CALGARY -- It appears the phrase "middle of the road" no longer applies to the Calgary Flames.
The Flames are one of only two NHL teams with one regulation road loss. Their winning percentage on the road, .773, is the second-best in the League behind New Jersey. They are on pace to win 26 games outside of Southern Alberta this season, which would eclipse the franchise record of 22 set in 1987-88 and '88-89, their Stanley Cup-winning season.
It's easy why the Flames are eager to get their show on the road, where they're 7-1-3 this winter.
"It's weird. Take last year, as an example, when we got off to a bad start on the road, in Vancouver (in a 6-0 season-opening loss). We got beat pretty handily, and all of a sudden it puts a bad taste in your mouth," Flames forward Craig Conroy said.
"It snowballs, and there's a negative (atmosphere) around you. That's what people say — you've got to be positive. You really do. You can't let it creep into your mind, because I think it does affect you.
"This year, vice versa. We started well, and things have really gone well on the road," added Conroy. "We're really getting the lead quick in road games. The first goal definitely makes a difference on the road, and gives us a big boost. It definitely takes a little wind out of their sails.
"That might be the biggest difference this year. Last year, we always felt like we had to fight just to get back in the game."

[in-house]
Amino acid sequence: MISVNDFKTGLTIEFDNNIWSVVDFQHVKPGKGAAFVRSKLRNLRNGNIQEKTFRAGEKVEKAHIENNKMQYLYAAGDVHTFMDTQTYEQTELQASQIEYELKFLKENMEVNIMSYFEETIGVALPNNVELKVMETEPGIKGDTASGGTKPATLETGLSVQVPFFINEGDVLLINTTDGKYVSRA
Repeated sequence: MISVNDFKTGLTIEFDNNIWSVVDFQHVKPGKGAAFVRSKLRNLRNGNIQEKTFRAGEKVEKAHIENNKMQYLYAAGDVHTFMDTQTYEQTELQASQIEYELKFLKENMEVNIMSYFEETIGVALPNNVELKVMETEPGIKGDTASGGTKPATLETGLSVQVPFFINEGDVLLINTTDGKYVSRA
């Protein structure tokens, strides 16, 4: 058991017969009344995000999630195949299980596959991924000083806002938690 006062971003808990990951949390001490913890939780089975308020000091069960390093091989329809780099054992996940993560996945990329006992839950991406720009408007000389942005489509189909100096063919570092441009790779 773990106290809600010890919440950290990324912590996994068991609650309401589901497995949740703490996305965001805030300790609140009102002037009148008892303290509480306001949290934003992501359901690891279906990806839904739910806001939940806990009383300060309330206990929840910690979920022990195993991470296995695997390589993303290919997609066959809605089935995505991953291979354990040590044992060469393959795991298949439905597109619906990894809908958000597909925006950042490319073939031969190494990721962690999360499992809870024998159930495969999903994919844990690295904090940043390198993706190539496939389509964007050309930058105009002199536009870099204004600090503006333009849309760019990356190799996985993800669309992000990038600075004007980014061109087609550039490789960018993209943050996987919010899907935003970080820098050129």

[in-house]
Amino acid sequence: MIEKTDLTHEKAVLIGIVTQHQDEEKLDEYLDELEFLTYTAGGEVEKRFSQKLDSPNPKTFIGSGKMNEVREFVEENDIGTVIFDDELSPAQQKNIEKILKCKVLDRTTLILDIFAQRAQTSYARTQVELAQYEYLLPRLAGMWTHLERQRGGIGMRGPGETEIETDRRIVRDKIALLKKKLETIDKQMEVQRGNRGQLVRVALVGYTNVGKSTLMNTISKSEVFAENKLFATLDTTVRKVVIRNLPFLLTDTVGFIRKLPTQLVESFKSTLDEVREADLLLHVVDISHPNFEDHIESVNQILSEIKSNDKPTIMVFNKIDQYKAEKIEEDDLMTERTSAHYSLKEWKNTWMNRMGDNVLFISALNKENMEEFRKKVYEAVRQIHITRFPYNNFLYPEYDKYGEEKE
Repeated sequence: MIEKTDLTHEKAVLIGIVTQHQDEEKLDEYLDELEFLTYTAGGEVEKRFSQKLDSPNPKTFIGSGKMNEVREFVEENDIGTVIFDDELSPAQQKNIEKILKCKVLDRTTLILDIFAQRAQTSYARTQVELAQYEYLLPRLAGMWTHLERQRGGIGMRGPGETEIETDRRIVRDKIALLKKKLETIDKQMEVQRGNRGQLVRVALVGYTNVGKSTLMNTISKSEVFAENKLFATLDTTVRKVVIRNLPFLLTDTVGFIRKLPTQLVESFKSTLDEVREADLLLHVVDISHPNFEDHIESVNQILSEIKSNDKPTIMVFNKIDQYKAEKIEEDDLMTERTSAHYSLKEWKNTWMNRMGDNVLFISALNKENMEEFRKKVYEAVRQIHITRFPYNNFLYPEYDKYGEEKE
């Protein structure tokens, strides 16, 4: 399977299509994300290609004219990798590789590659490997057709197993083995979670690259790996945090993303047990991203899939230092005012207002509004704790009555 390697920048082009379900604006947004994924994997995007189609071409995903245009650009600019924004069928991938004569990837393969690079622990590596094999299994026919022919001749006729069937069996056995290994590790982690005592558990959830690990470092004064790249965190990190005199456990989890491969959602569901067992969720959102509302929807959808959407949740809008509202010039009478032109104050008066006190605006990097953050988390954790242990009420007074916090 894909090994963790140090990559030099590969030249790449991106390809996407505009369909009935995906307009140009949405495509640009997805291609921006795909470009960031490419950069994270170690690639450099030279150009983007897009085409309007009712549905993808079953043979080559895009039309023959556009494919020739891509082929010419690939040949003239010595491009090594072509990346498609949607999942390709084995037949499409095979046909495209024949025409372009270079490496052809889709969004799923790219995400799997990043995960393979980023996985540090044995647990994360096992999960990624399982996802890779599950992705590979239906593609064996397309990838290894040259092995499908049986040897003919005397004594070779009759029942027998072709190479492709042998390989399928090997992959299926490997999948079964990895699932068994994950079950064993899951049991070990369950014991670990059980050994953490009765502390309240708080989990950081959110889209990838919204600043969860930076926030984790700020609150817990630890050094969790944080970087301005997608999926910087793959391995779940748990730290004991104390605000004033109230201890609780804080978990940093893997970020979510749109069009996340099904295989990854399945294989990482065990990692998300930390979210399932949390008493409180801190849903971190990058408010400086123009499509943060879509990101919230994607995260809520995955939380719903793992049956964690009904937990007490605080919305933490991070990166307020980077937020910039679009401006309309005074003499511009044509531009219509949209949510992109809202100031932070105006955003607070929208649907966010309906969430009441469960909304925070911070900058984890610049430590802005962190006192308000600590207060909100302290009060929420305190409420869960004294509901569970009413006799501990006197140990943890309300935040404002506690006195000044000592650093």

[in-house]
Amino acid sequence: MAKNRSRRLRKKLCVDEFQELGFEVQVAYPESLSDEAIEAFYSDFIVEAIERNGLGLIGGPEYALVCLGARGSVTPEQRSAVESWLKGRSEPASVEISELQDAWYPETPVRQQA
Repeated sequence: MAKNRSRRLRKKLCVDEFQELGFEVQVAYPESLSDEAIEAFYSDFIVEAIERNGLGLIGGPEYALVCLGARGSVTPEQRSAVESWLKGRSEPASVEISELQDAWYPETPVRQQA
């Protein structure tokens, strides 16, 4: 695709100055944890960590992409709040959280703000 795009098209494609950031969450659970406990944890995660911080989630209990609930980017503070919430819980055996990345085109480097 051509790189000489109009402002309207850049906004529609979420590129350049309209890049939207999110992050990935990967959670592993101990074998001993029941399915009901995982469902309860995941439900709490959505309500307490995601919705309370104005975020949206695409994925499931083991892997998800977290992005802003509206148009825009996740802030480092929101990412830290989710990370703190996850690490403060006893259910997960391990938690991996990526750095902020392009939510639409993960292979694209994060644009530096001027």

The Flames embarked Thursday on a pivotal six-game, 12-day trip -- their longest of the season -- that will take them to Detroit, Columbus, Nashville, Phoenix, San Jose and Los Angeles. All six of those opponents currently have winning records.
It wasn't so long ago that the Flames struggled mightily away from the Pengrowth Saddledome — the 2006-07 season saw them go 30-9-2 at home and 13-20-8 on the road, with six of those road victories coming in the final five weeks of the season.
"We've been keeping it simple, and our application of our systems has probably been better out on the road," defenseman Cory Sarich said. "We've been working through a few kinks here with our systemic play. We've been changing things over a bit. Coaches have asked things of us as individuals, and as a group collectively, and the reason we've done so well on the road is because we followed the game plan better."
They won't get a chance to taste some real home cooking until late December, when they settle in for a four-game homestand around Christmas, but the Flames know they've got to do a better job of being peevish hosts.
Calgary's home mark, 7-5-0, is almost as much of an eye-opener as that 7-1-3 road mark. After all, this is a team that only lost 37 of 164 regular-season home games in regulation over the past four campaigns.
"We need to play here like we do on the road, really," coach Brent Sutter said. "We need to keep the game simple and play with the emotional level that we do on the road. We know what we have to do; for whatever reason, we've gotten away from that."
Added Conroy: "We've got to get back to where teams coming in here know it's going to be really tough to get two points out of this place. We expect so much better of ourselves at home. It's time."